Little things like this caused me a lot of problems before I knew about chunking.
Here’s how we can use chunking to study for your Spanish test.
- Go look at your unit vocabulary and practice sentences.
- Make a huge list of all of those most-used sentences because that’s what your teacher will be pulling from.
- Now, when you have that list, you’re going to pull those sentences apart into their most basic forms.
- A mi me gusta ir a la playa (me gusta + full verb form)
- A mi me gusta ir a la playa (you always ir a somewhere, never just ir)
- No quiero dormir ahora (quiero + full verb form)
- Tengo más de uno hermano (más de + number = number comparison)
- Tengo más trabajo que tu (más + object + que = comparison )
You’ll see these same patterns over and over in the unit you’re learning. So you’ll have not only a ton of sentences your teacher will likely use on your Spanish test, but also be able to break apart and put together the patterns.
(I’m sorry to any teacher who is reading this and sees that I’m giving away their secrets. But you should totally hire me for consulting work for your district.)
4. Now what do you do with these?
- ⏰ Fill your cram app with these practice sentences, but also make up your own sentences using the formulas you discovered with other individual words that are also in your Cram decks. English to Spanish + Spanish to English (so you see both sides of the card).
- 📅 Using a pen and paper, write out your “language formulas” at the top of the paper. (For example: “más de + number”). Then fill the paper with as many sentences as you can think of, but only add 1 or 2 sentences a day over the course of a few weeks. (So on Tuesday you might add “tengo más de tres gatos” and “tenemos más de dos clases”. On Wednesday you might add “¿Tienes más de tres primos?” and so on.)
- 👄 Do you have a friend who also wants to really learn Spanish? Using the Whatapp voice note feature, practice coming up with these constructed sentences together. Send each other random voice notes using these chunked equations. So one day you might ask “¿Tienes más de dos hermano? Porque yo tengo más de tres hermanas pero no tengo hermano.” This will be the best test prep of your life.
3. Active Recall: your secret study weapon
One of the things I never understood was why I could perfectly understand Spanish when reading it but then could never get a good grade on a test.
And I mean like never.
As an adult, I found out about active recall.
I don’t know why no one ever explained how to memorize vocabulary to me (or even how to study), but that’s why I’m writing this article now.
Here’s a video that explains it quickly and awesomely.
(You only need to watch from 0:38 to 3:51 for our purposes.)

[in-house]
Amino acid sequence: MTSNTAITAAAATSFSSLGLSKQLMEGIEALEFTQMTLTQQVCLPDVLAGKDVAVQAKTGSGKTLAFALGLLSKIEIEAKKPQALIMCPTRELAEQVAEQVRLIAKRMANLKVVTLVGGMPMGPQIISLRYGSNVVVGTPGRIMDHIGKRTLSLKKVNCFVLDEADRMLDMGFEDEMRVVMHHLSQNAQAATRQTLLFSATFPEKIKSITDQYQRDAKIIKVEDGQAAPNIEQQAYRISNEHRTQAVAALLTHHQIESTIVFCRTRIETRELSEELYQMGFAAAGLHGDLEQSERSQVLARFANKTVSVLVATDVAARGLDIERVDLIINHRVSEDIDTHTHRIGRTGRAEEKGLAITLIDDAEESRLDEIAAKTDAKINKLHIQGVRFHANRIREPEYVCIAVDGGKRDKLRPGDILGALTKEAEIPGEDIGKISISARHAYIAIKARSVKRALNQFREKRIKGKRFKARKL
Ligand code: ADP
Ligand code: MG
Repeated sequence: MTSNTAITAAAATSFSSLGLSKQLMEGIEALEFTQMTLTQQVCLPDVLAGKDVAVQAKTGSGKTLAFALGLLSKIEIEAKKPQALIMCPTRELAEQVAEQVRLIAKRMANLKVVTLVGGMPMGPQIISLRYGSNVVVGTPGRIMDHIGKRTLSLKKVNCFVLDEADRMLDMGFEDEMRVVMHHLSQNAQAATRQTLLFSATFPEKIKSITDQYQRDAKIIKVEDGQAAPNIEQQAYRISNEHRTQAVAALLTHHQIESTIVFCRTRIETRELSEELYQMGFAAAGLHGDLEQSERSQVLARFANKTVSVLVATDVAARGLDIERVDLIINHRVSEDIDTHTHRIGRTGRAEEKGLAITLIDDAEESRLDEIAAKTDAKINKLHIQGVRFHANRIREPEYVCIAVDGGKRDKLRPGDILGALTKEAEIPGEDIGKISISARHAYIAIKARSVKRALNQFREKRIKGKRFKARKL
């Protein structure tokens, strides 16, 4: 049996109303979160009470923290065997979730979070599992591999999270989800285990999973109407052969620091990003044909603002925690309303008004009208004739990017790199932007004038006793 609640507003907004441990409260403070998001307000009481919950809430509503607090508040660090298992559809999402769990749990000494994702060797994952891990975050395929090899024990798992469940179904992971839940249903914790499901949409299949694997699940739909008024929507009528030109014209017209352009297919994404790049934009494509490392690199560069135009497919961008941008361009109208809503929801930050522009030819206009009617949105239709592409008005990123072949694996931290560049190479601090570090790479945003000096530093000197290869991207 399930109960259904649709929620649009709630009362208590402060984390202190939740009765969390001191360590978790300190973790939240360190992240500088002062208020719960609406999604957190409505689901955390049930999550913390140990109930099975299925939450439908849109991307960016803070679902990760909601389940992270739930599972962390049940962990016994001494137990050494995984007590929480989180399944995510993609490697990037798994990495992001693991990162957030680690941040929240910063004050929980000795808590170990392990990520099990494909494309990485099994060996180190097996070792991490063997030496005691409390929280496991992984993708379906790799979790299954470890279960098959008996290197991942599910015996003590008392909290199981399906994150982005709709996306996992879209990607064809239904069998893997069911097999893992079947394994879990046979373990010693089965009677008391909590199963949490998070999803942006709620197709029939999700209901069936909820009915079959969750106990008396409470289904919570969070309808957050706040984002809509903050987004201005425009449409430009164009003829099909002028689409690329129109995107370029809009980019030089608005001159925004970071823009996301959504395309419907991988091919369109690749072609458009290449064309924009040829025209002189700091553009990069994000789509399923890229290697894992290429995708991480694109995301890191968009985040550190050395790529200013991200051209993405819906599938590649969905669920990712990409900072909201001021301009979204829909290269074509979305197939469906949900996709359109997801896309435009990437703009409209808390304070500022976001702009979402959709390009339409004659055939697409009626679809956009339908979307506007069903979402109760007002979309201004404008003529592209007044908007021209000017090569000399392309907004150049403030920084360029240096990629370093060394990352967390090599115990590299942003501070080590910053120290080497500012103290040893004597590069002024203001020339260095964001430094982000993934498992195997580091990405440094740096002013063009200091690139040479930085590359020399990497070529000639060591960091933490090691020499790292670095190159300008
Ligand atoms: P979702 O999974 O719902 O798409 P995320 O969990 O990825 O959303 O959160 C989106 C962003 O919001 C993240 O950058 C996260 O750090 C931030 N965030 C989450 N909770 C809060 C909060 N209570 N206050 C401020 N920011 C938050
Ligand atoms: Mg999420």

So let’s talk about how you can use this information to study for a Spanish test.
- ⏰ All of your flashcards need to go from Spanish to English and from English to Spanish. You can’t just put “yo tengo” on one end of a card and know that it means “I have”. In a test, you have to be able to produce yo tengo, so you need to practice producing Spanish. You cannot use hints or a word bank because you won’t have them on the test.
- 📅 You have to practice doing what you want to be good at. This means making sure your flashcards go both ways (like it says above) but also means producing full sentences. My advice is to look up Spanish practice tests online and take them as warm-ups for your own test, as well as journaling without looking at your notes. Once you’re done, check to see how you did and learn from your mistakes. Even if you do badly on these practices, you’ll do so, so much better on the real one.
- 👄 Once you get to intermediate Spanish classes (A2.2 and above on the European scale) find an online exchange friend using Instagram hashtags like #languageexchange, #studygrammexico or #studyingEnglish. You can find another student to practice with while you help them in their English. (This is the advice I wish someone had given me earlier!)
This also explains why reviewing charts or the same notes doesn’t work at all.
(I really, really wish someone had told me this when I was in high school.)
4. Plan ahead for your next Spanish test
No matter what your score is on this Spanish test, you can do a lot better on the next one and pull your grade up.
Now’s the perfect time to start planning for how to study for your next Spanish test or final.
Especially if you hate studying, this will make studying way more painless and way easier.
⏰ Sorry crammers. If you’re cramming for a test now, keep all of your flashcard app files saved--you’ll likely see the same questions again. But starting after this test, you need to vow to study for 5min a day every day until the end of your Spanish class (or until you fulfill your school-required credits). This will make your life 45294x better, I promise.
📅 What you want to do is maintain your growing lists of writing prompts and cards and check on them every day. The reason I love Anki so much is because your cards will accumulate long-term, so if you get really good at a word you’ll see it less and less--but it’ll pop up again at the point where you may have forgotten it. Just plan for 5min a day of reviewing these decks or doing small paragraphs of random sentences based on the unit you’re studying.
👄 Find an online community of Spanish learners on Instagram or TikTok. You’ll be a million times more motivated to keep studying even when you’re not in class because, honestly, speaking a bunch of languages is a superpower. But you’ll need real long-term work if you want to build up to that.
Bonus tip -- how to memorize vocabulary
I recently wrote an article about How to Improve French Vocabulary.
Even though you’re studying Spanish and not French, if you’re serious about learning languages there’s a lot of great stuff on that post you might benefit from.
Was this article helpful for you? Share it with friends you have in class and help them study. (Wouldn’t you want them to share it with you?)
Do you have a question that wasn’t covered by this article? Leave it in the comments and I’ll answer. I know how hard it was for me to learn how to study for a Spanish test, so I’m happy to help anyone younger who needs it.